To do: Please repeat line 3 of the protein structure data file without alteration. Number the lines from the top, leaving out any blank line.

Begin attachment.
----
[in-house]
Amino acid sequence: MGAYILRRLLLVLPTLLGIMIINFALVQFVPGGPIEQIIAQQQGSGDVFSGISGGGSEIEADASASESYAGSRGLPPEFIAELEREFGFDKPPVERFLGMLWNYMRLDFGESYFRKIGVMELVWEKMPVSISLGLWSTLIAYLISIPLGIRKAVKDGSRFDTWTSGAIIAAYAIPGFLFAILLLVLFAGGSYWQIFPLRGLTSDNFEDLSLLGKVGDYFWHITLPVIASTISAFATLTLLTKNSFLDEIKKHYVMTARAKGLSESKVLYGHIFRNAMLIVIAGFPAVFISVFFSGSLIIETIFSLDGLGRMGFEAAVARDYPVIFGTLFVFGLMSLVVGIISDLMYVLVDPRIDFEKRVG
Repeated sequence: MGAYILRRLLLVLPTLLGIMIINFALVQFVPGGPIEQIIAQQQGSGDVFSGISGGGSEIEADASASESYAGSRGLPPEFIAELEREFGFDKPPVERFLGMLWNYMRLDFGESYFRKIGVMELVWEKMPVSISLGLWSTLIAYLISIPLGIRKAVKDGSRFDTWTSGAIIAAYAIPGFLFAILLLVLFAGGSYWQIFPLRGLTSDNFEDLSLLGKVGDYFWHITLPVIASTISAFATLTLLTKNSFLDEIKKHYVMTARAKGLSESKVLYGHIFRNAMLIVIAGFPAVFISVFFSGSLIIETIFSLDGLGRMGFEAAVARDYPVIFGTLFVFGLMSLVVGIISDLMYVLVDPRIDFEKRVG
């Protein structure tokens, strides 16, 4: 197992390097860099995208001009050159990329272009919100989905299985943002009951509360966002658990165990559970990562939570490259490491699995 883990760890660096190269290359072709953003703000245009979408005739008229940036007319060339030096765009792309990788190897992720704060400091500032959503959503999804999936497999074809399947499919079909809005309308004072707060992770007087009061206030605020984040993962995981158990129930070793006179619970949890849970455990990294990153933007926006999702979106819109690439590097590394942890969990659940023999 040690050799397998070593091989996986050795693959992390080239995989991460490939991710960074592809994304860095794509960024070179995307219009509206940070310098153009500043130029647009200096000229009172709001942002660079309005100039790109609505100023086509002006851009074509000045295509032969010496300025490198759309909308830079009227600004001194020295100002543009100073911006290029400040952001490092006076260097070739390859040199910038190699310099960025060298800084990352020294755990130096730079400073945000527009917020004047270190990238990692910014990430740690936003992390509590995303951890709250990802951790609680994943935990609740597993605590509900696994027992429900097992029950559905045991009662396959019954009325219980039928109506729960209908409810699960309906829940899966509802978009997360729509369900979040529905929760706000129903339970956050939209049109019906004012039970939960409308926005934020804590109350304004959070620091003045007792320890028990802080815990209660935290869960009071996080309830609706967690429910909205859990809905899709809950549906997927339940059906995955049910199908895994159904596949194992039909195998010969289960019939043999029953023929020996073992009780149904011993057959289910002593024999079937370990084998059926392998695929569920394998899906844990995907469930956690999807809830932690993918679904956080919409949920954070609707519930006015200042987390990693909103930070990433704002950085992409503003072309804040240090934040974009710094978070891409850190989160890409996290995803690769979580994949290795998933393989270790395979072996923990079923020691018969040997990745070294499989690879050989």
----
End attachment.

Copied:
Repeated sequence: MGAYILRRLLLVLPTLLGIMIINFALVQFVPGGPIEQIIAQQQGSGDVFSGISGGGSEIEADASASESYAGSRGLPPEFIAELEREFGFDKPPVERFLGMLWNYMRLDFGESYFRKIGVMELVWEKMPVSISLGLWSTLIAYLISIPLGIRKAVKDGSRFDTWTSGAIIAAYAIPGFLFAILLLVLFAGGSYWQIFPLRGLTSDNFEDLSLLGKVGDYFWHITLPVIASTISAFATLTLLTKNSFLDEIKKHYVMTARAKGLSESKVLYGHIFRNAMLIVIAGFPAVFISVFFSGSLIIETIFSLDGLGRMGFEAAVARDYPVIFGTLFVFGLMSLVVGIISDLMYVLVDPRIDFEKRVG